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Development Of A Nuclear Engineering Program At Prairie View A&M University A Historically Black University (Hbcu)

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Conference

2005 Annual Conference

Location

Portland, Oregon

Publication Date

June 12, 2005

Start Date

June 12, 2005

End Date

June 15, 2005

ISSN

2153-5965

Conference Session

A Renaissance in NRE Programs

Page Count

8

Page Numbers

10.458.1 - 10.458.8

Permanent URL

https://peer.asee.org/15199

Download Count

28

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Paper Authors

author page

Sukesh Aghara

author page

Irvin Osborn-Lee

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Abstract
NOTE: The first page of text has been automatically extracted and included below in lieu of an abstract

Development of a Nuclear Engineering Program at Prairie View A&M University, a Historically Black University (HBCU)

S. Aghara,a* I. Osborne-Lee a and Mehran Visehb , Richard Wilkinsc a Department of Chemical Engineering, Prairie View A&M University, Prairie View, TX/ b Department of Computer Engineering, Prairie View A&M University, Prairie View, TX c Department of Electrical Engineering, Prairie View A&M University, Prairie View, TX

Abstract

Prairie View A&M University (PVAMU), one of the nation’s leading Historically Black Universities (HBCUs), in 2002 through the DOE Minority/Majority University Partnership Program (MMUPP) established a nuclear engineering program in its chemical engineering department. This paper will discuss the courses and the curriculum being developed at PVAMU as part of its strategy to help supply nuclear engineering graduates for the next generation. Since its early days until the early 1980s, there was a tremendous interest in nuclear engineering and it was easy to attract and retain the best young talent to this field. However, with a combination of nuclear accidents in the power sector and the end of cold war, the public perception and the political significance of the nuclear industry has been on a decline. This has lead to a shrinking supply of new nuclear engineering graduates with competence in design, modeling and operation of nuclear power reactors and the peripheral industry. A 2002 American Nuclear Society (ANS) report states that the supply of graduates with nuclear engineering background has depleted significantly over the years leading to a serious personnel shortage in all applied fields of nuclear engineering1. To address this developing concern many national organizations have initiated programs to support and develop nuclear engineering curriculum that will educate students in the field of nuclear science. PVAMU’s nuclear engineering program is geared towards educating and contributing engineering students with nuclear background. These students will be educated so that they can either find placements in the nuclear industry or pursue advance nuclear engineering degrees at other institutions. The Journal of Blacks in Higher Education (JBHE) reports that the overall percent of graduating Blacks in science and engineering is substantially lower then in other fields2. Enrollments at traditional nuclear programs have declined over the years and hence it should be no surprise that the challenge to encourage and involve students in nuclear program is also felt at PVAMU. The paper will discuss the course curriculum and the overall approach to encourage student enrollment in nuclear classes.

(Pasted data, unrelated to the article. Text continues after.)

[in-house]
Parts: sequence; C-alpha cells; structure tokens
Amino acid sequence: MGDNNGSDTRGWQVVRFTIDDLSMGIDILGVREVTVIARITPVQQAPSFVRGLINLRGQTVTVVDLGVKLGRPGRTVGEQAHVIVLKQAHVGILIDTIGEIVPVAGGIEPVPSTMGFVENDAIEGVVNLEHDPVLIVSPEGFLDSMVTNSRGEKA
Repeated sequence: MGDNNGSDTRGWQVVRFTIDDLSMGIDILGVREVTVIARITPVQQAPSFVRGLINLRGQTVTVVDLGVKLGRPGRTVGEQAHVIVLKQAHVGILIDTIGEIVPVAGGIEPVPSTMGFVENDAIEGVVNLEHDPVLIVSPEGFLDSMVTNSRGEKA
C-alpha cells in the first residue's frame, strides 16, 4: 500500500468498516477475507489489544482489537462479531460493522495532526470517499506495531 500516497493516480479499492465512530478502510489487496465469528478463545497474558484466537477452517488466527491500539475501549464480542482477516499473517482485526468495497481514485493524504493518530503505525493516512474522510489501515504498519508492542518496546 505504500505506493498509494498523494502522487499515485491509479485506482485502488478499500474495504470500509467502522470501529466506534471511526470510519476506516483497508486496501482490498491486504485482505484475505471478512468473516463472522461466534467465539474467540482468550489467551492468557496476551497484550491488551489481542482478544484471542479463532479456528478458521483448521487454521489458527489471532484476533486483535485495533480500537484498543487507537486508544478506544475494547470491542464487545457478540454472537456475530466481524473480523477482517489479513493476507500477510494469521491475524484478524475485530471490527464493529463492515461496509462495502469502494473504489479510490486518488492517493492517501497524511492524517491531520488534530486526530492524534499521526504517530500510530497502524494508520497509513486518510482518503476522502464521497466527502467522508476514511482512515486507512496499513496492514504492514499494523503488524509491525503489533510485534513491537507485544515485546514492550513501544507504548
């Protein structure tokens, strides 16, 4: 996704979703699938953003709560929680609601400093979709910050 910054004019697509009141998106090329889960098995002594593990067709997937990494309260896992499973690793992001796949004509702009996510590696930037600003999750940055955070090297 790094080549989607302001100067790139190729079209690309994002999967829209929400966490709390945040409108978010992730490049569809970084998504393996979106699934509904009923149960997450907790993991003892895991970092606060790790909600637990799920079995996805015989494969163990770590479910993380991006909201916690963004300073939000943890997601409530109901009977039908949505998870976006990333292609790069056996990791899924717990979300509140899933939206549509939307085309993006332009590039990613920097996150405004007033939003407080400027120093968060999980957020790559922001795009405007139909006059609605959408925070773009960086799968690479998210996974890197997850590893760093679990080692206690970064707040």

“Proceedings of the 2005 American Society for Engineering Education Annual Conference Copyright © 2005, American Society for Engineering Education”

Aghara, S., & Osborn-Lee, I. (2005, June), Development Of A Nuclear Engineering Program At Prairie View A&M University A Historically Black University (Hbcu) Paper presented at 2005 Annual Conference, Portland, Oregon. https://peer.asee.org/15199

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